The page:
Before you shake your head and say c'mon, the CPI is still up more than 7% from a year ago and stocks are up 500 points? Ridiculous! let's review just how much the whole inflation picture has changed in the past few months.
Back in June, the CPI was up 9.1% from a year earlier; the average price of gasoline hit $5.01 a gallon; home prices had jumped 18% from the prior year; and consumer sentiment had plunged to a record low reading of 50 in the University of Michigan index.
Fast forward to today, with the fed funds rate now triple what it was back then, and the CPI has already fallen to 7.1%; the national average for gas is $3.24 a gallon and could soon be under $3; home prices are up just 10% from this time last year, and consumer sentiment has rebounded 10 points as inflation expectations, especially on a one-year basis, have pulled back from their highs.
And those are just the "real-world" changes we can see already; leading indicators suggest an even more substantial cooling is coming. The Prices Paid index of the monthly ISM manufacturing index hit a new cycle low of 43 last month, "a level consistent with sub-2% PCE inflation," as MKM's Michael Darda points out. (PCE is the Fed's preferred inflation gauge, which was running at 6% year-on-year as of October.)
"Bond market and monetary indicators now suggest the Fed is already beyond neutral," Darda wrote two weeks ago. "Rates should continue to fall as growth continues to slow, headline inflation eases back to 2% by mid-2023 and core inflation falls back to 2% by the fall or winter of next year."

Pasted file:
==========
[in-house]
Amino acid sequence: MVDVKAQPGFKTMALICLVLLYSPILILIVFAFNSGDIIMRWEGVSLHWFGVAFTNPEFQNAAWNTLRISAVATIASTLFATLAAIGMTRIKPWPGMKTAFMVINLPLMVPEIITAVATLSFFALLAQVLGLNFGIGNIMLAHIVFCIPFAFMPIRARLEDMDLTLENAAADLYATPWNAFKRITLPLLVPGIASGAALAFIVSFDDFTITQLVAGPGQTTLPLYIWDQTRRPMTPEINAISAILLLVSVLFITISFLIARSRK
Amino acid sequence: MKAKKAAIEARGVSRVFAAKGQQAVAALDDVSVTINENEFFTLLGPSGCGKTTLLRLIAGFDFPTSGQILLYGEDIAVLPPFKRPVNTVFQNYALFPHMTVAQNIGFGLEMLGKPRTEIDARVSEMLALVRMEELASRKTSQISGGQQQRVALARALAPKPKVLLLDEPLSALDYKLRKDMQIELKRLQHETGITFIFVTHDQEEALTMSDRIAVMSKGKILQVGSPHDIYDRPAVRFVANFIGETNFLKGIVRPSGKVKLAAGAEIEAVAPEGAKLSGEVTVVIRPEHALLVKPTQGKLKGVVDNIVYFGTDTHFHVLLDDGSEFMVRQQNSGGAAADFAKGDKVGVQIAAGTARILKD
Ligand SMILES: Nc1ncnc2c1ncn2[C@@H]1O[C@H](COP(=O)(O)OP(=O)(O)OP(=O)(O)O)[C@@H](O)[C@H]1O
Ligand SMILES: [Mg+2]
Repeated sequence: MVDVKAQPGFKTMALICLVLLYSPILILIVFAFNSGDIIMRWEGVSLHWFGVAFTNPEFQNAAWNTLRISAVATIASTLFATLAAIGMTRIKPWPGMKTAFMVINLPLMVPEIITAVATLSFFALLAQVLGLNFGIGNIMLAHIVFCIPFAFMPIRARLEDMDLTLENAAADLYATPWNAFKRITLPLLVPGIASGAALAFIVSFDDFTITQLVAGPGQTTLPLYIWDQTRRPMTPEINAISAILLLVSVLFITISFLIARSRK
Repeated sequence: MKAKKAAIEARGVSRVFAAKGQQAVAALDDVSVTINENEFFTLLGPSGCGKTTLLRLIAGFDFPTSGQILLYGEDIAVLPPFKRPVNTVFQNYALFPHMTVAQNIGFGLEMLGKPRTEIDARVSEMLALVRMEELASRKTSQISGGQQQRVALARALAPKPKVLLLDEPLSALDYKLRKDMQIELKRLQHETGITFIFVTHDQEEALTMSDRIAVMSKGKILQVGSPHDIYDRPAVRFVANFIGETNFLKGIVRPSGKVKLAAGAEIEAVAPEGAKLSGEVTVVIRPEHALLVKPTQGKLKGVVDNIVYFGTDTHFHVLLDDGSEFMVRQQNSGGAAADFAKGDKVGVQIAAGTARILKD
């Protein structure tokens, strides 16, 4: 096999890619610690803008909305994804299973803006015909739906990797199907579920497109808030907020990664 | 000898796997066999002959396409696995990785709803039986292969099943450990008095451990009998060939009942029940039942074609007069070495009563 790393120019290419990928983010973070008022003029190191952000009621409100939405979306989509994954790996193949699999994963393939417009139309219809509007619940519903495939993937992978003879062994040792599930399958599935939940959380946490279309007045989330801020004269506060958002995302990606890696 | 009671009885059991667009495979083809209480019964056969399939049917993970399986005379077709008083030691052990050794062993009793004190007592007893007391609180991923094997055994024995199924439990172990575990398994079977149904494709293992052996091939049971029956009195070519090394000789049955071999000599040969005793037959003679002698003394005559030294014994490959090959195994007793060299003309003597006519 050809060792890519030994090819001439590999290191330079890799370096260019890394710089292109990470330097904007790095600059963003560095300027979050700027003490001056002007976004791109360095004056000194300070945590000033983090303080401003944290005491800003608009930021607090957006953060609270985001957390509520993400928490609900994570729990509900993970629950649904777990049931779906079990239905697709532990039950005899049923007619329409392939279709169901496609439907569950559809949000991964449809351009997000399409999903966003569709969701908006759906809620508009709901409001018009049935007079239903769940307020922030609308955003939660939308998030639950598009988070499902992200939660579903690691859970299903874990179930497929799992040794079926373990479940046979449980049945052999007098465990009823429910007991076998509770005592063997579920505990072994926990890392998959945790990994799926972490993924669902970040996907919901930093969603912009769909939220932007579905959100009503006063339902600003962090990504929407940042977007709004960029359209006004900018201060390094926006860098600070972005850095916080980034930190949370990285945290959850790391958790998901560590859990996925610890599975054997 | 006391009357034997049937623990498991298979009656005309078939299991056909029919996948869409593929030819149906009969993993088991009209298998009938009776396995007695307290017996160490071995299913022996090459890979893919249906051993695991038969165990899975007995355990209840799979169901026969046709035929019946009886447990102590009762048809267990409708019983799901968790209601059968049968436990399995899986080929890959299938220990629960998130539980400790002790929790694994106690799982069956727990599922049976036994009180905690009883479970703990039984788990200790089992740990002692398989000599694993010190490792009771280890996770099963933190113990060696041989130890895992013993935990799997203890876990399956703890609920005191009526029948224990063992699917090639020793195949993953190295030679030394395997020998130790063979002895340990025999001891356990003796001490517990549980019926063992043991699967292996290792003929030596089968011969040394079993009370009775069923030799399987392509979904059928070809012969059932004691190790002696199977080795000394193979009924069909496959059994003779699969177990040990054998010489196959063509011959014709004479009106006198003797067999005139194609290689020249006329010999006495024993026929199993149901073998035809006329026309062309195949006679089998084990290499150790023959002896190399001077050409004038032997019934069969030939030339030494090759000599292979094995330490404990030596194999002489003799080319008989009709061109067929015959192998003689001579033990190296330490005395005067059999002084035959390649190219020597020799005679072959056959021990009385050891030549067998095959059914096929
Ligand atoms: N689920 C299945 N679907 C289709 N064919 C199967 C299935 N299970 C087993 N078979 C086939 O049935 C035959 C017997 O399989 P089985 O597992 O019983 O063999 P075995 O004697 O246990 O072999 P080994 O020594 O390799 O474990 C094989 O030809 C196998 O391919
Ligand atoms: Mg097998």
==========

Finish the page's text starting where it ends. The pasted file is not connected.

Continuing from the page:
And sure enough, rates are plunging today. The 10-year Treasury yield collapsed by almost 20 basis points, from over 3.6% to nearly 3.4%, after the CPI report was released at 8:30 a.m. That lower yield will immediately translate into cooler mortgage rates. The two-year yield fell even more, as markets now see a much higher chance the Fed will back off more aggressive rate hikes in the near term.
Tomorrow, in fact, is likely to mark the end of the Fed's string of 75-basis-point rate hikes. The expectation is for only a half-point rate hike at the conclusion of their policy meeting, but the market is clearly trying to tell the Fed it would like to see either just a quarter-point hike or even no hike at all.
In fact, we'll probably need to see rate cuts or at least the hint that they could be coming in order to un-invert the deeply inverted yield curves. And until that happens, those hoping for a "soft landing" or no recession next year are likely to be disappointed.
See you at 1 p.m!